Bottlenecks to Repatriate Funds: Foreign Airlines In Nigeria Restate Their Resolve To Exit


Foreign airlines have resumed their threat to exit the country if they were unable to completely repatriate their funds estimated around $700 million.

Though the Central Bank of Nigeria has released $61.64 million to the foreign airlines they say “it is a drop in ocean”

It added that if the trapped funds saga was not resolved, some airlines might join Emirates Airlines and Ethiad in exiting the country.

Last year, the International Air Transport Association (IATA), said $1.68 billion belonging to foreign airlines are currently trapped in Africa. Speaking at the African Airlines Association (AFRAA) 55th Annual General Meeting (AGM) in Entebbe, Uganda, IATA’s regional vice president of Africa and Middle East, Kamil Al Alwadi, said the trapped fund hit $1.68 billion at the end of September, 2023. The countries holding on to the foreign airlines funds are Ghana, Nigeria, Ethiopia, Angola and Zimbabwe and Nigeria accounts for over $750 million of that amount. IATA attributed trapped funds as one of the major issues plaguing aviation in Africa, describing the numbers as alarming with it having a huge and devastating impact on connectivity.

Unfortunately, Nigeria is battling one of its worst foreign exchange scarcity nightmares following a profligate civil service structure, slump in export and a tumbling local currency (naira).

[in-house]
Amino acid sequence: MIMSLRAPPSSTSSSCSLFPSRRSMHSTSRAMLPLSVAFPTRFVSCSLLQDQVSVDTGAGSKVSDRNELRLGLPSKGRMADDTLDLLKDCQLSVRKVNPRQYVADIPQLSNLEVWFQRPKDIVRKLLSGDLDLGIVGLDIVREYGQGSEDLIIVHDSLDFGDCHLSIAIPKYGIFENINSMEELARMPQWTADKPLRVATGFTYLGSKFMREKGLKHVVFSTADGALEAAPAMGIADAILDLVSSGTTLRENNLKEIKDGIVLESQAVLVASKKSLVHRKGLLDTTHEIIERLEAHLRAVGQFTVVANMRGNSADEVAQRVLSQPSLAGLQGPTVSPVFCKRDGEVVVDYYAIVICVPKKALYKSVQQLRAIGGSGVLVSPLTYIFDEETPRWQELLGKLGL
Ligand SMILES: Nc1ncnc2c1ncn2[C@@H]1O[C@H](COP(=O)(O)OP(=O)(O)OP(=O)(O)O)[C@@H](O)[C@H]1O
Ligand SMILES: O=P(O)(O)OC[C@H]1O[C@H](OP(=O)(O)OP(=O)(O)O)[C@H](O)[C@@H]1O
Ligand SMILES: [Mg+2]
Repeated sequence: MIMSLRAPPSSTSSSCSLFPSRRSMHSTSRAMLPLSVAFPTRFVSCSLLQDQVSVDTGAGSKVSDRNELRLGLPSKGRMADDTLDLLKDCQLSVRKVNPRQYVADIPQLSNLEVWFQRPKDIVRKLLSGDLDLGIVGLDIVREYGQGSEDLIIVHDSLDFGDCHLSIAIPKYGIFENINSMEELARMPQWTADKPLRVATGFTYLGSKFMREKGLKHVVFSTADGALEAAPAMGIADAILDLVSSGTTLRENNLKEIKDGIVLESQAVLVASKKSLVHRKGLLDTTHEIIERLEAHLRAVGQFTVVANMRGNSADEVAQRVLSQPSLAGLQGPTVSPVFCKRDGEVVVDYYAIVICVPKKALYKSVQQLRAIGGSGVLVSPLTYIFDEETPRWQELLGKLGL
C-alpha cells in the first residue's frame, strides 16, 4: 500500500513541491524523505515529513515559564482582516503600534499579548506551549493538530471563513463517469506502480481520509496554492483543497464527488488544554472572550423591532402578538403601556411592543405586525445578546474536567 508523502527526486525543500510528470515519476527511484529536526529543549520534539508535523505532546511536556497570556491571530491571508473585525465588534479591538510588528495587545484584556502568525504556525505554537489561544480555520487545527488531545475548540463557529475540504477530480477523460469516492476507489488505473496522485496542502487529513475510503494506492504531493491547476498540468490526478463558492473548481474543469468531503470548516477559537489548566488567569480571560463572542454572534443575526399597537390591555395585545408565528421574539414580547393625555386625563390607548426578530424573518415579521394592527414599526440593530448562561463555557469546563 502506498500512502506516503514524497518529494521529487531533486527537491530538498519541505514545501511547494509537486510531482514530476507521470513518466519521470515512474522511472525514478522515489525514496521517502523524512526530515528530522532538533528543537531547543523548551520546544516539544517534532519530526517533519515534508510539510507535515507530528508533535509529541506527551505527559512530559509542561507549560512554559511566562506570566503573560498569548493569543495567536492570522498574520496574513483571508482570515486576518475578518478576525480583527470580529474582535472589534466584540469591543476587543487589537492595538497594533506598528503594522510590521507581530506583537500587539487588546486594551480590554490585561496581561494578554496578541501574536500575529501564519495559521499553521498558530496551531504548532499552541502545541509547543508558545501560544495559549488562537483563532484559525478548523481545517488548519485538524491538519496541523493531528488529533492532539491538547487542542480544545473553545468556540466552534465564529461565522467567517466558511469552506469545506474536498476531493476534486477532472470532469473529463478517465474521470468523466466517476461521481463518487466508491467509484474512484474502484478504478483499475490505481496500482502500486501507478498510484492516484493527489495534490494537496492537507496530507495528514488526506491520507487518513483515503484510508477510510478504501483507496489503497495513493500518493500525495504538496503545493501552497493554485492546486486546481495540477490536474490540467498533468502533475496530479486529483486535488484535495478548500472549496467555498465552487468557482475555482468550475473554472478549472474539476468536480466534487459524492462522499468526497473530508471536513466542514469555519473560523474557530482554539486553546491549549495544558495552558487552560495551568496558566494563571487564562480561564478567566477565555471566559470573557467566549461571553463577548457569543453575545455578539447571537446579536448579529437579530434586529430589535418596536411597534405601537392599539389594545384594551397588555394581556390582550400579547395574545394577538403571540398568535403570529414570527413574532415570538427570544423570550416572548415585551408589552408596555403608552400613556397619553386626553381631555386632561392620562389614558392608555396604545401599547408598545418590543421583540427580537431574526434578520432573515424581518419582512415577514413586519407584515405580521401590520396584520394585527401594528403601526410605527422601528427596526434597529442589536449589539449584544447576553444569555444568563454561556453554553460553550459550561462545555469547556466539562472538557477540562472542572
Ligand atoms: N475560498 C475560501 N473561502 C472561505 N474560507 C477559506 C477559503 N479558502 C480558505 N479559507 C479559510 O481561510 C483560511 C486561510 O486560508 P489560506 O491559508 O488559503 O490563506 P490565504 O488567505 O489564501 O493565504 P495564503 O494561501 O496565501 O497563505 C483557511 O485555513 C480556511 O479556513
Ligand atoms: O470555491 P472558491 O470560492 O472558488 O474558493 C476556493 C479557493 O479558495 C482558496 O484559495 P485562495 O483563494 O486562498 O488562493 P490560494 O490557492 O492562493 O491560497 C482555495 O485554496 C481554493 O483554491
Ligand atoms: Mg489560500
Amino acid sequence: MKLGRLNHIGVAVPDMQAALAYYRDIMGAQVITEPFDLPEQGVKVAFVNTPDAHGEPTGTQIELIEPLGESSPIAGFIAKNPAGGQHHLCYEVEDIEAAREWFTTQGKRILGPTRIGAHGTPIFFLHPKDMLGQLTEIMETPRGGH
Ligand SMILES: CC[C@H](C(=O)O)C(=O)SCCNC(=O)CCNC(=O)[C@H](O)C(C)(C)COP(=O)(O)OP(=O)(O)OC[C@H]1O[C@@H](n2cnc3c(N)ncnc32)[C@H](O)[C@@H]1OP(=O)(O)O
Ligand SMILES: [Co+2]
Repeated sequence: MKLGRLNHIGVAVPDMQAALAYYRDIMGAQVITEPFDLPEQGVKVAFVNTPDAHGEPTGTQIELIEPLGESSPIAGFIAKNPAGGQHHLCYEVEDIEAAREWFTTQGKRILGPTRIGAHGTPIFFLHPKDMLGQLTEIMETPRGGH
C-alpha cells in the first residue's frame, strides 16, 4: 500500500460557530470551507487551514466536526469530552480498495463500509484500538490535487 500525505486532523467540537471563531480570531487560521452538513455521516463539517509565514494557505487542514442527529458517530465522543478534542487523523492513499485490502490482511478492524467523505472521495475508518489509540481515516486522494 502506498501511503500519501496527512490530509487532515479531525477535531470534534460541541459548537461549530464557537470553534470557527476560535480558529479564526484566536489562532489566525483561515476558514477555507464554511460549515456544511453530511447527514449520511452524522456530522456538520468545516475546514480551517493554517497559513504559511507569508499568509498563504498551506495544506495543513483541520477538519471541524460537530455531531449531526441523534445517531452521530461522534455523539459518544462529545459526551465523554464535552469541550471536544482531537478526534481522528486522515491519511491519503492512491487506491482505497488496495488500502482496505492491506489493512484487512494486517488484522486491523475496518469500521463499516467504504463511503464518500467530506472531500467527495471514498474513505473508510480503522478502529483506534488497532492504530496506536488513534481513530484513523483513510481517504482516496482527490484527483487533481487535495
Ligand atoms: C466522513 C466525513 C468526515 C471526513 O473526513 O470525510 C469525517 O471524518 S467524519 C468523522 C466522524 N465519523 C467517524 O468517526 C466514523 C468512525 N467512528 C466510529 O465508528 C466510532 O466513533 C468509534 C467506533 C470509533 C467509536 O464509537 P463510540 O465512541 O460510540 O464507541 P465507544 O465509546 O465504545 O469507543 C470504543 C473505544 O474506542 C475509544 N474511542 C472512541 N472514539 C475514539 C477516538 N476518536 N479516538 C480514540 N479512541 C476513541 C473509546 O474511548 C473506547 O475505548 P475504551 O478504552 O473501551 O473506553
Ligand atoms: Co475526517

AFARN President, Dr. Kingsley Nwokoma, who had an interaction with journalists at the Murtala Muhammed Airport (MMA), Lagos, said the funds released by the apex bank was insignificant when juxtaposed with the money Nigeria owes foreign airlines operating in the country. He said that the Federal Government violated the Bilateral Air Service Agreement (BASA) signed with the countries these airlines emanated from and that this negatively affected the image of Nigeria.

He said that with the current situation, most of the foreign airlines operating into the country were taking money from their operations elsewhere to sustain operations in the country.

“We are not saying the government should pay all, but the government should have a plan to pay a chunk of the money every quarter. The fear is that if it continues like this, some of the airlines may go. The last conversation we had with the Minister of Aviation and Aerospace Development,  Festus Keyamo, seemed good. He sounded serious about the payment and they have done $61 million thus far.

“Nigeria is just a very strange country. Some are still saying that the airlines should not be asking for any money from Nigeria. What is BASA? BASA is signed by countries and not airlines. We signed our commitment to the BASA and we are not doing anything about it.

If all countries are defaulting like Nigeria, there will not be any airline that comes into the country again. The aviation industry is predicated on the U.S dollars. You pay your catering, handling, hotel and a lot of things in dollars and if you don’t pay, your crew would be sent out.

“The foreign airlines are not talking about it because they felt it is a little drop. It is not something to be too excited about. If we have had about $300m now or half of what the airlines are being owed, then, you can say there is hope. The government should sit with the foreign airlines just like how you sign your BASA agreements and agree on quarterly payment of these funds. The government should please keep to that agreement. By then, we will be making progress,” he said.

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